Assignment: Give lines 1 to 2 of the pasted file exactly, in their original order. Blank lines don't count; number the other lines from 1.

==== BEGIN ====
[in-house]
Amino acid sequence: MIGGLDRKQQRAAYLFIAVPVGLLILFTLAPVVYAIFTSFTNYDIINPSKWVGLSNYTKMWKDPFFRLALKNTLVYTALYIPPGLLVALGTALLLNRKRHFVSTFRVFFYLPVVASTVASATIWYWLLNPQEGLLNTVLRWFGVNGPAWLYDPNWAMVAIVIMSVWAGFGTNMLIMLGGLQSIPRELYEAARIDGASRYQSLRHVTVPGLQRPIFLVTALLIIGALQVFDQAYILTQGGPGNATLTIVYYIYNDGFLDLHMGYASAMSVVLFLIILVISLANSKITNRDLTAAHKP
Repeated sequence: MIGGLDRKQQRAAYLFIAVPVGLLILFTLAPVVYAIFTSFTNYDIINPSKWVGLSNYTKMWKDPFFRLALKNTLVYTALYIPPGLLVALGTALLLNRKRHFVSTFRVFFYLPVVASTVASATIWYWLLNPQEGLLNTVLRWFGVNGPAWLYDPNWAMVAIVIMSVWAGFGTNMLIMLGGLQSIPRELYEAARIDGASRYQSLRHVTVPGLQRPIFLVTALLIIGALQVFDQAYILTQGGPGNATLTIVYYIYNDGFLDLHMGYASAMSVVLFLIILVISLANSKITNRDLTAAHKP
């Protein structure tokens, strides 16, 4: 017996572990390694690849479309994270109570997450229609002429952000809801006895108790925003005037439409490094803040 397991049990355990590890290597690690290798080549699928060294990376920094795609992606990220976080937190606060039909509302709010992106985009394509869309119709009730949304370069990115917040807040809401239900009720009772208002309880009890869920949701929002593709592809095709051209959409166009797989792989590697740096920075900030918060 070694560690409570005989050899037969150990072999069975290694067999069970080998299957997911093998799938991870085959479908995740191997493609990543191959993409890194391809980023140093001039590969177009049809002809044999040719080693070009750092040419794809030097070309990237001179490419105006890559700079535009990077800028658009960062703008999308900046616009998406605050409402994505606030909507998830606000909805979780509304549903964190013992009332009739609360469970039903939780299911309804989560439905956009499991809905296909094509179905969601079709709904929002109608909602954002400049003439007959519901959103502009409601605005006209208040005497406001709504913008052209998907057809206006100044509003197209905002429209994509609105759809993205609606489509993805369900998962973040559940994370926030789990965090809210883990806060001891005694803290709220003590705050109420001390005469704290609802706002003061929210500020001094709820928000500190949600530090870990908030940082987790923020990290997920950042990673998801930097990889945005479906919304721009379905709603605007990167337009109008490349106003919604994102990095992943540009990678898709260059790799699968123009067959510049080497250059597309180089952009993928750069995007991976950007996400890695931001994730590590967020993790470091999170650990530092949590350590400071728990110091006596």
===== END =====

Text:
[in-house]
Amino acid sequence: MIGGLDRKQQRAAYLFIAVPVGLLILFTLAPVVYAIFTSFTNYDIINPSKWVGLSNYTKMWKDPFFRLALKNTLVYTALYIPPGLLVALGTALLLNRKRHFVSTFRVFFYLPVVASTVASATIWYWLLNPQEGLLNTVLRWFGVNGPAWLYDPNWAMVAIVIMSVWAGFGTNMLIMLGGLQSIPRELYEAARIDGASRYQSLRHVTVPGLQRPIFLVTALLIIGALQVFDQAYILTQGGPGNATLTIVYYIYNDGFLDLHMGYASAMSVVLFLIILVISLANSKITNRDLTAAHKP